• Hisoka Morrow from Hunter × Hunter, who shares the Joker's Monster Clown gimmick, obsession with the hero that borders on romantic, and ability to cheat death.
  • Fist of the North Star had two of them. Jako was based on The Joker and there was also a green-haired Filler Villain called Joker.
  • Joker from Fire Force. In addition to his name, he is an Ax-Crazy murderer with a playing card motif, is a Manipulative Bastard, has a Slasher Smile practically frozen on his face, has a poker motif and is absolutely The Unfettered in his pursuit of his goals. His twist to the usual formula is he's not actually a villain.
  • The Major from Hellsing is an Ax-Crazy warmonger whose default expression appears to be a Slasher Smile, generally has a jovial attitude, derives a good deal of pleasure from his murderous actions, and is hinted to have a twisted sense of showmanship with his speeches declaring his undying love of war. He also delights in his Arch-Enemy relationship with Alucard, constantly expressing a desire to be the one to destroy him.
  • Parallel Paradise's Galia is a rare female version of this: while not a straight-up clown, she's got a jester aesthetic. Personality-wise, she's genuinely goofy, childish and clumsy on top of being so sadistic and murderous that her cruelty is legendary among the entire cult of cannibalistic witches she belongs to: humiliating others and breaking their spirits is basically what gets her out of bed in the morning, to the degree that she'll forgo a meal for the chance to do so. Besides the fact she's been around for roughly three millennia, we know only the vaguest things about her past.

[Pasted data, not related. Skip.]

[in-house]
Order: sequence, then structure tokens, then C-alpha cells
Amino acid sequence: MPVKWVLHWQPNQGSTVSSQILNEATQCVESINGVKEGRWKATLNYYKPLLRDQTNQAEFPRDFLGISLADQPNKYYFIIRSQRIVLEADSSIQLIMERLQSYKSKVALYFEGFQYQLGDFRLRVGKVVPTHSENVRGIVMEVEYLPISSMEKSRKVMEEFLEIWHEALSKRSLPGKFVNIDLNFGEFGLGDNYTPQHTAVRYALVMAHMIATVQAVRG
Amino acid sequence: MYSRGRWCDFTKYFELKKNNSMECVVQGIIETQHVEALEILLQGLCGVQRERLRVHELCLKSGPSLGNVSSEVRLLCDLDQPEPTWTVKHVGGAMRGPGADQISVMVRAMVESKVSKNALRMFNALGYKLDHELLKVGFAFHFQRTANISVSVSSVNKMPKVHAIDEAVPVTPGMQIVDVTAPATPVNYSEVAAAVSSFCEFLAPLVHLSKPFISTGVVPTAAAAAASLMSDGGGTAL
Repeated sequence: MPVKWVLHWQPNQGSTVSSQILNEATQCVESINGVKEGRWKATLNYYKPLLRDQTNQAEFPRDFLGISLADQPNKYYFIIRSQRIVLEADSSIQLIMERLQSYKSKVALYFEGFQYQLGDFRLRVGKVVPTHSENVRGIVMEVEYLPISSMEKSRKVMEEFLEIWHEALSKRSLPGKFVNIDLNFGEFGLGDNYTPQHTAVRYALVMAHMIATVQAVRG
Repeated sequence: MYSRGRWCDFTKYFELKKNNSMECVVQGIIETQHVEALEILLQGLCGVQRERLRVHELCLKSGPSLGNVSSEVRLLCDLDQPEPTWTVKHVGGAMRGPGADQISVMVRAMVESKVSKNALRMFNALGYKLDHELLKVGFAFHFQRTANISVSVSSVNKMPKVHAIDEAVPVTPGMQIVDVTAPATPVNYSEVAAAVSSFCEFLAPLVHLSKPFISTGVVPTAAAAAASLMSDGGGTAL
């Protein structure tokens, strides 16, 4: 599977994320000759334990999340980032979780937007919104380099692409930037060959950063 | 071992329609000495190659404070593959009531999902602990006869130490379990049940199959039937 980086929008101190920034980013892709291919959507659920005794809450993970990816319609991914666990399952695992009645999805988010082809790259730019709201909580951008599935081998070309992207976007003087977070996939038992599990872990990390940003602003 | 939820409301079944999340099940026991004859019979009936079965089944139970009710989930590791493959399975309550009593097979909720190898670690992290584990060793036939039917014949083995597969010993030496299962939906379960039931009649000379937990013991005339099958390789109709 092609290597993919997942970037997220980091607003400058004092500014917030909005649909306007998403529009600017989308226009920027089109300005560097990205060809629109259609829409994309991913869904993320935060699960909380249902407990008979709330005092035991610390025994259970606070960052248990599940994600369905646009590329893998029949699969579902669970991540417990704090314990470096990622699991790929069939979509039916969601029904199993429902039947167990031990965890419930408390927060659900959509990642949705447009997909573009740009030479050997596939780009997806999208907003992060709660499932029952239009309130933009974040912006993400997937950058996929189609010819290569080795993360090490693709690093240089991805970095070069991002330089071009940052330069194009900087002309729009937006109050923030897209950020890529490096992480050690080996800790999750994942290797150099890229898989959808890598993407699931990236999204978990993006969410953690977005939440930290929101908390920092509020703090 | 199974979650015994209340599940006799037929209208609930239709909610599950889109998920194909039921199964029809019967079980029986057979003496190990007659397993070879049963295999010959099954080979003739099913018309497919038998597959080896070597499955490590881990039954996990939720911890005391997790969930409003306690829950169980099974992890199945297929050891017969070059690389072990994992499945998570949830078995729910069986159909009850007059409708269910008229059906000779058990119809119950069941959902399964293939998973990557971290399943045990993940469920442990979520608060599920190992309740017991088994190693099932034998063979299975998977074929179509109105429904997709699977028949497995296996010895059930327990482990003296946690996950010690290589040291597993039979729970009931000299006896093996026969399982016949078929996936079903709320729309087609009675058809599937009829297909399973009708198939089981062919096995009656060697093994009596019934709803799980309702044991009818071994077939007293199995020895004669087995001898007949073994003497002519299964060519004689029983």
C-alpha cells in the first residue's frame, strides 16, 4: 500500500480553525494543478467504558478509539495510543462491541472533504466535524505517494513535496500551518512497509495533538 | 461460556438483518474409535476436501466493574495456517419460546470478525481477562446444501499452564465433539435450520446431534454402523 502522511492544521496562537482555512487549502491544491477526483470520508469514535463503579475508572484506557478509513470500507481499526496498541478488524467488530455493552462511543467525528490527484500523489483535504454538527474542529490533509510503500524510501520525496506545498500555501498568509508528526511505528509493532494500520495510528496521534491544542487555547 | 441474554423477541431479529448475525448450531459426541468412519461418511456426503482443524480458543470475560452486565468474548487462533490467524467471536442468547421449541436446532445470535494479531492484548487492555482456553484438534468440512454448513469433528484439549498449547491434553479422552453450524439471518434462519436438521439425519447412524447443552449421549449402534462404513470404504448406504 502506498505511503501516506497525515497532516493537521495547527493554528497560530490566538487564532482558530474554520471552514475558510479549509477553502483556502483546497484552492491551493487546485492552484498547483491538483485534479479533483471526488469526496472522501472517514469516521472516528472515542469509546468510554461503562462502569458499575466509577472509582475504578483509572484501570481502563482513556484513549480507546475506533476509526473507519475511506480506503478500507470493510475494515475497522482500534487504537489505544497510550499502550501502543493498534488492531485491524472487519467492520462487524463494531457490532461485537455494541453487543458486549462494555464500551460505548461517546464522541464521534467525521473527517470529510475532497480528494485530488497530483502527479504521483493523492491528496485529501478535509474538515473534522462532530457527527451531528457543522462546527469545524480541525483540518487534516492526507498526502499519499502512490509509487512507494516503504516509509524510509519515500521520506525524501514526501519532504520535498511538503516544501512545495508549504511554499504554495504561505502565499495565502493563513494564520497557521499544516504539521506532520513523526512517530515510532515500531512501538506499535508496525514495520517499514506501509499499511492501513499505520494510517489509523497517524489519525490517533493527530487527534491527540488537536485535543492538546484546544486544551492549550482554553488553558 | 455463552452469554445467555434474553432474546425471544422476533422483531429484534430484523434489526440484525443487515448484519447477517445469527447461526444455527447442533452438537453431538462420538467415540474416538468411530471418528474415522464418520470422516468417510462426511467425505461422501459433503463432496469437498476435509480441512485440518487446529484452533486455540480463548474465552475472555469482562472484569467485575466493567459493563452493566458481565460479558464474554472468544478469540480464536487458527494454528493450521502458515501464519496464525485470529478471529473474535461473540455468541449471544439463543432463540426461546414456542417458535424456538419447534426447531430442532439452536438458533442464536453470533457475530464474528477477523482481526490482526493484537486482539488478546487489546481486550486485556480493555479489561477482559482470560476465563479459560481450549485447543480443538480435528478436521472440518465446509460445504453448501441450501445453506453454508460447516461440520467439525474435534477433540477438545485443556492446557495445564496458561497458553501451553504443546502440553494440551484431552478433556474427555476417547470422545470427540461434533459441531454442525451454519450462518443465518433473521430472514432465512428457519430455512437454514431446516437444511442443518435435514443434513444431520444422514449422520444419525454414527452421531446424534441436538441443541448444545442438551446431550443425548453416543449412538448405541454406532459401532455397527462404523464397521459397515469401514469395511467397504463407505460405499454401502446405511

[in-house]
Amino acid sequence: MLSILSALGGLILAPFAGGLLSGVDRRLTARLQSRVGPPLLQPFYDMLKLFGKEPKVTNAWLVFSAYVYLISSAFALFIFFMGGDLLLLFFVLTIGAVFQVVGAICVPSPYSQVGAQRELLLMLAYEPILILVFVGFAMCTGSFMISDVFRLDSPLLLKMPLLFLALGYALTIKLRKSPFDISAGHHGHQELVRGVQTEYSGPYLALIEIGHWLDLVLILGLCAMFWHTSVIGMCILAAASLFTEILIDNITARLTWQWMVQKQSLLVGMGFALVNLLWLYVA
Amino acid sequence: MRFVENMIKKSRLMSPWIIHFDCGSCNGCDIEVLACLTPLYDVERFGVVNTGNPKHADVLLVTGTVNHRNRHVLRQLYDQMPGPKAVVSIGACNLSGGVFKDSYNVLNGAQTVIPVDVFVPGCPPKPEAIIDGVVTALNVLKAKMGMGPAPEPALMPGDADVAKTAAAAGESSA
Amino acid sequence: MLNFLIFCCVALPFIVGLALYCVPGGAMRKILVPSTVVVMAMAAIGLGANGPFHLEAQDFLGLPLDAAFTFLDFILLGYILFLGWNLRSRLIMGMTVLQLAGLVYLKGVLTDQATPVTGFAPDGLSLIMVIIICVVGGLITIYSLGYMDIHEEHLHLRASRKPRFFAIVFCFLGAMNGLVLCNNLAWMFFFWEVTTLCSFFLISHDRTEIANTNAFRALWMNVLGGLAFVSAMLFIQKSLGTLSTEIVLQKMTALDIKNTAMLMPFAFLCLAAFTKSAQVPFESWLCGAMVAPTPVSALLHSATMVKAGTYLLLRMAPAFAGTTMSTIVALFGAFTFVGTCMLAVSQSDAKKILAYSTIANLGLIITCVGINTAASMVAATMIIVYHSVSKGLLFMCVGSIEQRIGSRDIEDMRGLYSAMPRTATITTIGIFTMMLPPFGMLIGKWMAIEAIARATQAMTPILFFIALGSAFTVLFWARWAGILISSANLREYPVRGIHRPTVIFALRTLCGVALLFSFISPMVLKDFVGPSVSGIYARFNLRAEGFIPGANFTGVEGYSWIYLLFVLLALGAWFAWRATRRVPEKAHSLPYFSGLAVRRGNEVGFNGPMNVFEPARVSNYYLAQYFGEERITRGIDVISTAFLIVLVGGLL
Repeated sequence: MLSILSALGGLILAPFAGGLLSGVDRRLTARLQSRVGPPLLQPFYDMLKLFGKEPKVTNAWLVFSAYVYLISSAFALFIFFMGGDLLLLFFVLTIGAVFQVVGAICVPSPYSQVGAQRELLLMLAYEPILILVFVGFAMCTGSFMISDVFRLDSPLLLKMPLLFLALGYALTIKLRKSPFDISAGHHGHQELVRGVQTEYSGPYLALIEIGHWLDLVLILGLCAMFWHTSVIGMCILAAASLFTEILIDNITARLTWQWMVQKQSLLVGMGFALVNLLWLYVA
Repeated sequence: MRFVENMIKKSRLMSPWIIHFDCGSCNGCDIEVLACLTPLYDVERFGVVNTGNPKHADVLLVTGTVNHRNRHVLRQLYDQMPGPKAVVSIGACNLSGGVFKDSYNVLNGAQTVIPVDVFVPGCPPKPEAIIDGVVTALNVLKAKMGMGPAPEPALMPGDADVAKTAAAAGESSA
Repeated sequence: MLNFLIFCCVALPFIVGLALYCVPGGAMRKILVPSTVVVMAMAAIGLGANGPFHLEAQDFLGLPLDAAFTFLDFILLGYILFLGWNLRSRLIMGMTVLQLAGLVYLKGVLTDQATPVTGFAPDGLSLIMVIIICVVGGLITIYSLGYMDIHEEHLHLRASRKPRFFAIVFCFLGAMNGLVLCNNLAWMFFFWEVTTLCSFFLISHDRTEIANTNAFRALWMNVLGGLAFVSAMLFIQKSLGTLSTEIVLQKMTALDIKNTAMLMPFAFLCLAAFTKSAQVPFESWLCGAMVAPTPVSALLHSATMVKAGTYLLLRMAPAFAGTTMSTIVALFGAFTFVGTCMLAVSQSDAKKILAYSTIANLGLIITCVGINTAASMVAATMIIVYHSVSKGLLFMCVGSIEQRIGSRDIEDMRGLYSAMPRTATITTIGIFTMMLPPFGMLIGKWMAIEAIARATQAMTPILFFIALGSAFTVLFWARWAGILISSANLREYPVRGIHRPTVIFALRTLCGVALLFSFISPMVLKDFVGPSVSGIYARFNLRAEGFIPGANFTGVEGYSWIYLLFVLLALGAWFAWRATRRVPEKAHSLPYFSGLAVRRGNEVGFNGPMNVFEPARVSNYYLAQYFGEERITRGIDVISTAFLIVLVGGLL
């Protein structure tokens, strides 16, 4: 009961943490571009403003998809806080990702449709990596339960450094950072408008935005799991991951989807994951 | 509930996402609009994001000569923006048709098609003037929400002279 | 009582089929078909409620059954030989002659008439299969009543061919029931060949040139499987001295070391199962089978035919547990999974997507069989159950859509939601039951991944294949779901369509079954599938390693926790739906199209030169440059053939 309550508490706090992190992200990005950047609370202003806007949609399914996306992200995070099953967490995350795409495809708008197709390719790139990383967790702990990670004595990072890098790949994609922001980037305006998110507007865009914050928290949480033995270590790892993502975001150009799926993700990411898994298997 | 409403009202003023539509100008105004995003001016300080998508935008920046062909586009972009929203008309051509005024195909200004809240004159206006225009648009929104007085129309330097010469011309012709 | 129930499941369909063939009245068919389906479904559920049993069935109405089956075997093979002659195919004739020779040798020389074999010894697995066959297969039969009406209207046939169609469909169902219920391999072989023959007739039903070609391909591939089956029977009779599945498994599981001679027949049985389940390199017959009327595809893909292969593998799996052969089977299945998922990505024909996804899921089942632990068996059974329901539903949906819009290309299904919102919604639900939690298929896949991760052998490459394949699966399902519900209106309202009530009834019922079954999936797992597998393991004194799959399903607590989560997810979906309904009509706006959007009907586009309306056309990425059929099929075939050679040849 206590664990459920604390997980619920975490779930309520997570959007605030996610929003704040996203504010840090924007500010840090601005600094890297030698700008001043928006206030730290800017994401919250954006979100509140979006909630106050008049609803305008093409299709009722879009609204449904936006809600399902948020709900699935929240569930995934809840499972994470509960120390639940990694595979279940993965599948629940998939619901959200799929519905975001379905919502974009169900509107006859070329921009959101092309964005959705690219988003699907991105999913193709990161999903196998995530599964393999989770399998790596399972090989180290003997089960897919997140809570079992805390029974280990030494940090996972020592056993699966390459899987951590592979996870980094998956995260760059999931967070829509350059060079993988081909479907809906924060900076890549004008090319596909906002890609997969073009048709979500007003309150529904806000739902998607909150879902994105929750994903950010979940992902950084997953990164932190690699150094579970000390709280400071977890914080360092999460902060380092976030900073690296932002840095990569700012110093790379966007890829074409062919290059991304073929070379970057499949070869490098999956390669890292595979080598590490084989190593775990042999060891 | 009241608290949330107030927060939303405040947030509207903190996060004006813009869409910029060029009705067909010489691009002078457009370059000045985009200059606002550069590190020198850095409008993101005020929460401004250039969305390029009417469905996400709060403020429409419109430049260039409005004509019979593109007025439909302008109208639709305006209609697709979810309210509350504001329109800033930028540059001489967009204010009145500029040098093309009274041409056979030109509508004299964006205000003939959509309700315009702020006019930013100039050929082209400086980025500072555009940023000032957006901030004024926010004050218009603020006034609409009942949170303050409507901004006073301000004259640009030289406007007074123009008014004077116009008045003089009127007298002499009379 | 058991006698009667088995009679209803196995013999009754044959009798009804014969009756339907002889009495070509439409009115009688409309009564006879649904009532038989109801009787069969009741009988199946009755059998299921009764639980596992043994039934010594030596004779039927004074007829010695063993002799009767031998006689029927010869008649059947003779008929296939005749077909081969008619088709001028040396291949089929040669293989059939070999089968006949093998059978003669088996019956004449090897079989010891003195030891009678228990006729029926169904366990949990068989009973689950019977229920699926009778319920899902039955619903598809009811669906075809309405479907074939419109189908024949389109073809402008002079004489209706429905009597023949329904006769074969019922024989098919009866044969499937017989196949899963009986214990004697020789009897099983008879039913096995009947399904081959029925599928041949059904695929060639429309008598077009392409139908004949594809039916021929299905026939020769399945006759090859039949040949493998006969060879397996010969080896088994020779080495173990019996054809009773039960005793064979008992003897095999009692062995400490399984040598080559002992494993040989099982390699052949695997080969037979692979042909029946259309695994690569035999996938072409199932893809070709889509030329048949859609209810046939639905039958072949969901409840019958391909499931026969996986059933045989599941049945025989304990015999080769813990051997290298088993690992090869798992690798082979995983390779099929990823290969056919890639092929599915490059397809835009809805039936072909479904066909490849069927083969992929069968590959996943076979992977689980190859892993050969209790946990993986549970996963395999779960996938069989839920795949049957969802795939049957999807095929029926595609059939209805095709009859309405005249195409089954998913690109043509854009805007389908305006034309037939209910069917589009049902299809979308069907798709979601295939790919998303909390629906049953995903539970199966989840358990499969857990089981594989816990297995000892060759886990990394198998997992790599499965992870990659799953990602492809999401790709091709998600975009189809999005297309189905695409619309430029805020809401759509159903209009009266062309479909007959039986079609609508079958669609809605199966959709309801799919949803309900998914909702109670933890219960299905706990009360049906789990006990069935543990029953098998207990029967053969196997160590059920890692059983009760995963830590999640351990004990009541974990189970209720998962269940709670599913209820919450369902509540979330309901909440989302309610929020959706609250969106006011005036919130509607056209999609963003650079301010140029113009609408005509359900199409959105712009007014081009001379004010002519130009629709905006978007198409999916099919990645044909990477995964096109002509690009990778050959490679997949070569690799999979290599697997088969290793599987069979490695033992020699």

• The Psycho-Pass villain Shogo Makishima has a signature smile, unnaturally colored hair and skin, has a fascination with a brooding, black-clad hero, and loves spreading chaos because he prefers it over submitting to the Sybil System.
  • Petelgeuse Romanee-Conti, or the Archbishop of Sloth, of Re:Zero is an Ax-Crazy Laughably Evil villain with a hammy, nihilistic personality. In addition to his pale skin and green hair, he's also been successful in driving the main hero, Subaru, insane. Put all these qualities together... and you basically have an Isekai Anime version of The Joker.
  • Souta from Tokyo Ghoul. A member of a group of Monster Clown-themed ghouls, Souta looks at the world as a toybox for his own amusement due to his own prematurely shortened lifespan. He laughs and jokes his way from atrocity to atrocity, doing things like feeding Eto her own editor as a bento, showing up to a position he got via Klingon Promotion in novelty sunglasses, and refers to his plans to use Rize as a Baby Factory as being "like 101 Dalmatians."